Fin rot!?

AJRenee

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Hello! I must go in the morning to get treatment for my aquarium, I’m pretty sure all of my fish have fin rot! I was away on vacation and came back and noticed white lines on their fins and now they are ripping off a little, 8 fish in a 15 gallon, just did partial water change as well. What is the best and quickest treatment for my fishies!? Thanks in advance!
 

PheonixKingZ

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Clean water is the best method. Here is @Colin_T ‘s advice:

“Do a 75% water change and gravel clean the substrate every day for 1-2 weeks.

Make sure any new water is free of chlorine/ chloramine before it's added to the tank.

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Add some salt.

You can add rock salt (often sold as aquarium salt), sea salt or swimming pool salt to the aquarium at the dose rate of 2 heaped tablespoon per 20 litres of water.

If you only have livebearers (guppies, platies, swordtails, mollies), goldfish or rainbowfish in the tank you can double that dose rate, so you would add 4 heaped tablespoons per 20 litres.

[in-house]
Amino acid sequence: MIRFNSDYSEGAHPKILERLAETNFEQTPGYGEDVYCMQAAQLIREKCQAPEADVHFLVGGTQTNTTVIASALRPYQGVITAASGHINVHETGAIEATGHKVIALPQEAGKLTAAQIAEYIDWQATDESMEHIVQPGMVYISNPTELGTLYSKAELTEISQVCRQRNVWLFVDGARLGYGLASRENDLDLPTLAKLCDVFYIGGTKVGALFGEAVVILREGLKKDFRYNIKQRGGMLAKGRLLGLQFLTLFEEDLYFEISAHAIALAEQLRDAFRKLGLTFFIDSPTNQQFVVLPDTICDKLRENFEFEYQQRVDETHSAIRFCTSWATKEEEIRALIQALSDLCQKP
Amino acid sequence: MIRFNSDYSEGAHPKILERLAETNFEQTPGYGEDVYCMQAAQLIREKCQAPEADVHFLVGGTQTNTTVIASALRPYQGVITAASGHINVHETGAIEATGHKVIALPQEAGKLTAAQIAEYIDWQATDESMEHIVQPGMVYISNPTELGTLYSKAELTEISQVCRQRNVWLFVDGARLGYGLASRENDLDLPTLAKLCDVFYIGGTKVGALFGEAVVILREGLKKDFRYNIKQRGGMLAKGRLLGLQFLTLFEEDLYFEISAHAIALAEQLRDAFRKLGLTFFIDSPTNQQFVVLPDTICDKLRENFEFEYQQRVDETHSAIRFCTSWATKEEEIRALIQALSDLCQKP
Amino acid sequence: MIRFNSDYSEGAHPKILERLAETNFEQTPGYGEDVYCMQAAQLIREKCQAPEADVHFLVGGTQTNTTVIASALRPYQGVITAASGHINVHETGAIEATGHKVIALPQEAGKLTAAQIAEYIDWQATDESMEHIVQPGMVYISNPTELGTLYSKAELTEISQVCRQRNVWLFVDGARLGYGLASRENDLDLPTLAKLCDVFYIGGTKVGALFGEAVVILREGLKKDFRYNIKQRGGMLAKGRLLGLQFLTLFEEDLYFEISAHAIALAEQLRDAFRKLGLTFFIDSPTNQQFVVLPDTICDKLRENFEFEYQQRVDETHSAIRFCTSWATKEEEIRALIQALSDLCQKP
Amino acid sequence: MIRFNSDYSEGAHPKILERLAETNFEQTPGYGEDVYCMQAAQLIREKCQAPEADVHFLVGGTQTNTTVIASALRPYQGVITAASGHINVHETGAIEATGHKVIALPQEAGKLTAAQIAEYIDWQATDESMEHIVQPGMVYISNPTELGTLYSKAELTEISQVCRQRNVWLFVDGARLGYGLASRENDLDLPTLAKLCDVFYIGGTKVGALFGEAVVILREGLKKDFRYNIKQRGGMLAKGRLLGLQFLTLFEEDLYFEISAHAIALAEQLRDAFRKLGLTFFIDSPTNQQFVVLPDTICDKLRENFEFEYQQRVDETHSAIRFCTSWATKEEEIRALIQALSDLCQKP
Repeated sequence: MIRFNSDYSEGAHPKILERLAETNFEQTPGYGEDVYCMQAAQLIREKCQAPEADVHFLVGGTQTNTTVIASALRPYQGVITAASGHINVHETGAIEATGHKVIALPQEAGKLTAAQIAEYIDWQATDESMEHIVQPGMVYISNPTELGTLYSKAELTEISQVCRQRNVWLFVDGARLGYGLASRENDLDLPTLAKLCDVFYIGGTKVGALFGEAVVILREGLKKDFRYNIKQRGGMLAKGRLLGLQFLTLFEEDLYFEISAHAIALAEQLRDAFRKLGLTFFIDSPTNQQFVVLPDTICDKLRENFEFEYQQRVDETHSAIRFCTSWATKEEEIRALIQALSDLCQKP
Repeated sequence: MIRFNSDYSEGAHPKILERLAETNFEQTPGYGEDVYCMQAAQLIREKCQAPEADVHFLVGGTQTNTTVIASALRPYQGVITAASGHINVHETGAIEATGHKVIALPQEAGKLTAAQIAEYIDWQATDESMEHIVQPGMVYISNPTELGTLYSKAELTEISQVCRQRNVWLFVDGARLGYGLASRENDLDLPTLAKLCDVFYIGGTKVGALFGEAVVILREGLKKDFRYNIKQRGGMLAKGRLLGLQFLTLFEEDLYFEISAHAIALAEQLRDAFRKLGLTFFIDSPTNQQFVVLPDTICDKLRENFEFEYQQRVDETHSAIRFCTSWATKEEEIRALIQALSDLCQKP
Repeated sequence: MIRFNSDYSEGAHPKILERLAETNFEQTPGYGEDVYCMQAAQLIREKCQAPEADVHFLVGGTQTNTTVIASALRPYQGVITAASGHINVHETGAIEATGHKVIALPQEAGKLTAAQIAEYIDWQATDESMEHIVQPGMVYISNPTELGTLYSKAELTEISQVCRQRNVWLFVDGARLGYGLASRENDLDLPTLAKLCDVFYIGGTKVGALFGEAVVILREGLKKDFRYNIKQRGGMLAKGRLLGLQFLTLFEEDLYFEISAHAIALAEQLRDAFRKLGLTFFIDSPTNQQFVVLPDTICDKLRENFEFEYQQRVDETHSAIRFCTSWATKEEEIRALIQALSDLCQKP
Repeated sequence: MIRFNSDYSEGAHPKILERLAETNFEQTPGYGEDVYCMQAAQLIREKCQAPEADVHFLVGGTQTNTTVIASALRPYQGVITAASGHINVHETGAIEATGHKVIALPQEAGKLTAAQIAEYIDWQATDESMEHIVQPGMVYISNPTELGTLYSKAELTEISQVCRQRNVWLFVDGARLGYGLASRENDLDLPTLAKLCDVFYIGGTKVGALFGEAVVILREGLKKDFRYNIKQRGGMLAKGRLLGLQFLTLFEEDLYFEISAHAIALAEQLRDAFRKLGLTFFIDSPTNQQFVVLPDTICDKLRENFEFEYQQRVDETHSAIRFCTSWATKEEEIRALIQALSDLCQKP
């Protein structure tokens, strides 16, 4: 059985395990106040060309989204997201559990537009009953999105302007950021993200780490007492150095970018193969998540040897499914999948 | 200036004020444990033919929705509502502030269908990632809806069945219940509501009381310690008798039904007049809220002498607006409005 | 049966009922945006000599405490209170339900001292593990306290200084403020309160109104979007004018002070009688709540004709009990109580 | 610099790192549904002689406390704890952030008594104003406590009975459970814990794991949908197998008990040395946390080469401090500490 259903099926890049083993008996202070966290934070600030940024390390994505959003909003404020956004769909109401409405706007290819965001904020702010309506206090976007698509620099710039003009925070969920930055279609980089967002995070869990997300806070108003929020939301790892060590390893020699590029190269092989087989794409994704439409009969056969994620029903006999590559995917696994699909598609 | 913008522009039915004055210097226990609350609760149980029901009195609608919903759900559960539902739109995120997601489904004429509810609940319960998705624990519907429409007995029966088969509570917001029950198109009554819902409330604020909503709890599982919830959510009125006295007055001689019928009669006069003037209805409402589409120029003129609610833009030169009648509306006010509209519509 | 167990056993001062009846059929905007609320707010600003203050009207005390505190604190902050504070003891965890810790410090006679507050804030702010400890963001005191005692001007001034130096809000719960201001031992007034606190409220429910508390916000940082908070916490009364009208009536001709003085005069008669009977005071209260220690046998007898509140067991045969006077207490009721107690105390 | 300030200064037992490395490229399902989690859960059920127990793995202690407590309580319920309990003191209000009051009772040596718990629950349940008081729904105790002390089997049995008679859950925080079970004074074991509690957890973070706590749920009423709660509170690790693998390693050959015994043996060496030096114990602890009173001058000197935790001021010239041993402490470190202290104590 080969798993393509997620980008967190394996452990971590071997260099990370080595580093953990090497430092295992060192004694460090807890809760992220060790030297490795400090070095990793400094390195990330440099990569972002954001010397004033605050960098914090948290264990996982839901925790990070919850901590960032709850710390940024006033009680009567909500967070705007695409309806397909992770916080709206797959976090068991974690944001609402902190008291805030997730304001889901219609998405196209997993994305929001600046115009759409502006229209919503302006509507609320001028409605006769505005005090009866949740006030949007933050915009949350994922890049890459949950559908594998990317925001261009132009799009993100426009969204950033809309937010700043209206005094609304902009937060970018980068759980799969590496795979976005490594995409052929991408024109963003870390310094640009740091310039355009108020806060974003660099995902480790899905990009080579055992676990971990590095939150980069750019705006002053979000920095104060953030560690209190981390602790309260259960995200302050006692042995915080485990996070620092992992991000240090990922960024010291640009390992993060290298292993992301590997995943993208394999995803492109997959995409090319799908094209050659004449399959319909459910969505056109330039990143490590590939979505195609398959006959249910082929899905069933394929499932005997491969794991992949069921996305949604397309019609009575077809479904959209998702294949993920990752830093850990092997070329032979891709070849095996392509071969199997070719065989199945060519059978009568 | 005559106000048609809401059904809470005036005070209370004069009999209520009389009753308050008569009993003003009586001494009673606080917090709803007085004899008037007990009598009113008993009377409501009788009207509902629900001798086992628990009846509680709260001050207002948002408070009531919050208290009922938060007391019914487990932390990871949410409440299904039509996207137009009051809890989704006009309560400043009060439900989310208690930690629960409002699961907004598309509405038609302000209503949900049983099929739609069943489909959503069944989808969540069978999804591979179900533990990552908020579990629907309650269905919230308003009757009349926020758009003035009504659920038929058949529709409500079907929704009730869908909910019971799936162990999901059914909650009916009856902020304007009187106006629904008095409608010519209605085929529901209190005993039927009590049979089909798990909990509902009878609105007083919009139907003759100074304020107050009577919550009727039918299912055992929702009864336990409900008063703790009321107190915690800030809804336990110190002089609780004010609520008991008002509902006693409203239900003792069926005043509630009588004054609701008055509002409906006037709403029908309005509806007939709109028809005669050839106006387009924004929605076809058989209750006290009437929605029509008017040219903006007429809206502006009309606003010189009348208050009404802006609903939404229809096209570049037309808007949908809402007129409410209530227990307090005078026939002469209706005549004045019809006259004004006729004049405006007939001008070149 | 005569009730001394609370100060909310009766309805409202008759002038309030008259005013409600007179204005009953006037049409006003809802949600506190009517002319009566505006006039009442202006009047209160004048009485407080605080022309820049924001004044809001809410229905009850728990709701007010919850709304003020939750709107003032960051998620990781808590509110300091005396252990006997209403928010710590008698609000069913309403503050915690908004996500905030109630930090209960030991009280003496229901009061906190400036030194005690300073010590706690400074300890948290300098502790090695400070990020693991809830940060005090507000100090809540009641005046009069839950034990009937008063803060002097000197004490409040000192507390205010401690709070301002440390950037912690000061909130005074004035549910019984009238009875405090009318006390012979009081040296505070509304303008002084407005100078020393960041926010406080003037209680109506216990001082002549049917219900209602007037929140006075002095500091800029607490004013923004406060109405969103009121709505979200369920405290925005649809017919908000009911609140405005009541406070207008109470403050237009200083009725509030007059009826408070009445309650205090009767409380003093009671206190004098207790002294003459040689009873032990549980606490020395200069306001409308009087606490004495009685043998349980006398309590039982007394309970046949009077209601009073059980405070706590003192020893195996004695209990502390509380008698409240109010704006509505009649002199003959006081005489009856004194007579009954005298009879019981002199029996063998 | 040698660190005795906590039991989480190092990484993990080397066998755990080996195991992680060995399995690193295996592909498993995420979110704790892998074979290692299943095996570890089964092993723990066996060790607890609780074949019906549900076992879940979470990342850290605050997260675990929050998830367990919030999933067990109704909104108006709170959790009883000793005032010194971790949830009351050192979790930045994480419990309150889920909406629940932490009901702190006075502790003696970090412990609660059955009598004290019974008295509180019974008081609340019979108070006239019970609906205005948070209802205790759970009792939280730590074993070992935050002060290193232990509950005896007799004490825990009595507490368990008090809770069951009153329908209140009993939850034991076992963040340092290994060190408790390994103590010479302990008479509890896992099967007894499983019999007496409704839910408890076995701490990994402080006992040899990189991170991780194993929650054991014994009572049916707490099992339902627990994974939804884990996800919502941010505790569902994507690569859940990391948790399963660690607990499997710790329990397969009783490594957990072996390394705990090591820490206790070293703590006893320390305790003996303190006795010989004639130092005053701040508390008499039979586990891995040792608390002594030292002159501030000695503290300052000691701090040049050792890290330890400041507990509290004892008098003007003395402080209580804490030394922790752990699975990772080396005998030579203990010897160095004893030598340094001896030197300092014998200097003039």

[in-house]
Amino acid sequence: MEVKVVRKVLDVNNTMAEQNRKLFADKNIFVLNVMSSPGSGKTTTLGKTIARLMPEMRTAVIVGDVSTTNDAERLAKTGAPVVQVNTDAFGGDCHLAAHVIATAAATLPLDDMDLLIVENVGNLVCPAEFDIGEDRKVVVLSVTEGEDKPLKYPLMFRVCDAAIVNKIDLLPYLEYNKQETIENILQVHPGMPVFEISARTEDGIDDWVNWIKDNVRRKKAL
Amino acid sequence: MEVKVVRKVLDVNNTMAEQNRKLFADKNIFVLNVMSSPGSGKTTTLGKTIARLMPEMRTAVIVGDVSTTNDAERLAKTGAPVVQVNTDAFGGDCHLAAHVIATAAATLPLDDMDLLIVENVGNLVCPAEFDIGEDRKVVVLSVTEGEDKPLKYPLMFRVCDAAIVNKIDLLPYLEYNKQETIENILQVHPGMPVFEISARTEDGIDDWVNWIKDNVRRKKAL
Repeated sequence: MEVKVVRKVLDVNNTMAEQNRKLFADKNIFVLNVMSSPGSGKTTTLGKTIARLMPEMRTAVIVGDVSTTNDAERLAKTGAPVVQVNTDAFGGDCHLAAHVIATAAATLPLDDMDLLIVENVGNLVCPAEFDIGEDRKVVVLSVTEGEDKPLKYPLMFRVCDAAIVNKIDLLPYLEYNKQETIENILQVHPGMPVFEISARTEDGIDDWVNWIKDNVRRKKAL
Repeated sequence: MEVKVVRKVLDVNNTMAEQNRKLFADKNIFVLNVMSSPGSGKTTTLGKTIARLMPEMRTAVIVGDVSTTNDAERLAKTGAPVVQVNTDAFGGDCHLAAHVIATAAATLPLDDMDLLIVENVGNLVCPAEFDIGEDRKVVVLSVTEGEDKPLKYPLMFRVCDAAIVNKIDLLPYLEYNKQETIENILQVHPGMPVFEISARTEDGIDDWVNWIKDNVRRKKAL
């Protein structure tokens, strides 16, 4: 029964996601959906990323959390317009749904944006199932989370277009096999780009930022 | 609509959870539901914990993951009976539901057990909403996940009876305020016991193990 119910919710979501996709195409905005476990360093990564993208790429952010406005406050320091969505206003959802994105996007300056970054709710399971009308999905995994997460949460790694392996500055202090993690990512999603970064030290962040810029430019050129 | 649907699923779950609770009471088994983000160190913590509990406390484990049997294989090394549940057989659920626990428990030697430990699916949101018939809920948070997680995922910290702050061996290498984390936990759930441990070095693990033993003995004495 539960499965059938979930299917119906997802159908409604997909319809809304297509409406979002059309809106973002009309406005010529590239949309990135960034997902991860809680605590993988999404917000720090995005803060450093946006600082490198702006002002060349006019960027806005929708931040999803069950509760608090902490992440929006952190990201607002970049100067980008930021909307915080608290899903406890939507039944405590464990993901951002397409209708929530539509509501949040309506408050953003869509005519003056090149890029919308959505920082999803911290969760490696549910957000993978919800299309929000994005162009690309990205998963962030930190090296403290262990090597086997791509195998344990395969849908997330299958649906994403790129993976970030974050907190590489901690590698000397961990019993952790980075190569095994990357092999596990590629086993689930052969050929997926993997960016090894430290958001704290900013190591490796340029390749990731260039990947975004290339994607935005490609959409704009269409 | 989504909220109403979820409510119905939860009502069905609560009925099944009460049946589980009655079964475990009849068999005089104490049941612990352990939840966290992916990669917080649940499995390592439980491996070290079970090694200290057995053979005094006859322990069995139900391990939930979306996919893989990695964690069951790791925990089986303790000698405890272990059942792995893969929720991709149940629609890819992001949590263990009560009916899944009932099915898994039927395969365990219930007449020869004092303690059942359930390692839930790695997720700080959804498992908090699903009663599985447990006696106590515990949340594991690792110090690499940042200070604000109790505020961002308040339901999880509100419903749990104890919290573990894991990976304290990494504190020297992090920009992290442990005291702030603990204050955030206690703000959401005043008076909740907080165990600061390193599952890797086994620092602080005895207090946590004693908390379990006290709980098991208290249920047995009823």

Keep the salt level like this for at least 2 weeks but no longer than 4 weeks otherwise kidney damage can occur. Kidney damage is more likely to occur in fish from soft water (tetras, Corydoras, angelfish, gouramis, loaches) that are exposed to high levels of salt for an extended period of time, and is not an issue with livebearers, rainbowfish or other salt tolerant species.

The salt will not affect the beneficial filter bacteria but the higher dose rate will affect some plants. The lower dose rate will not affect plants.

After you use salt and the fish have recovered, you do a 10% water change each day for a week using only fresh water that has been dechlorinated. Then do a 20% water change each day for a week. Then you can do bigger water changes after that. This dilutes the salt out of the tank slowly so it doesn't harm the fish.

If you do water changes while using salt, you need to treat the new water with salt before adding it to the tank. This will keep the salt level stable in the tank and minimise stress on the fish.”
 
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AJRenee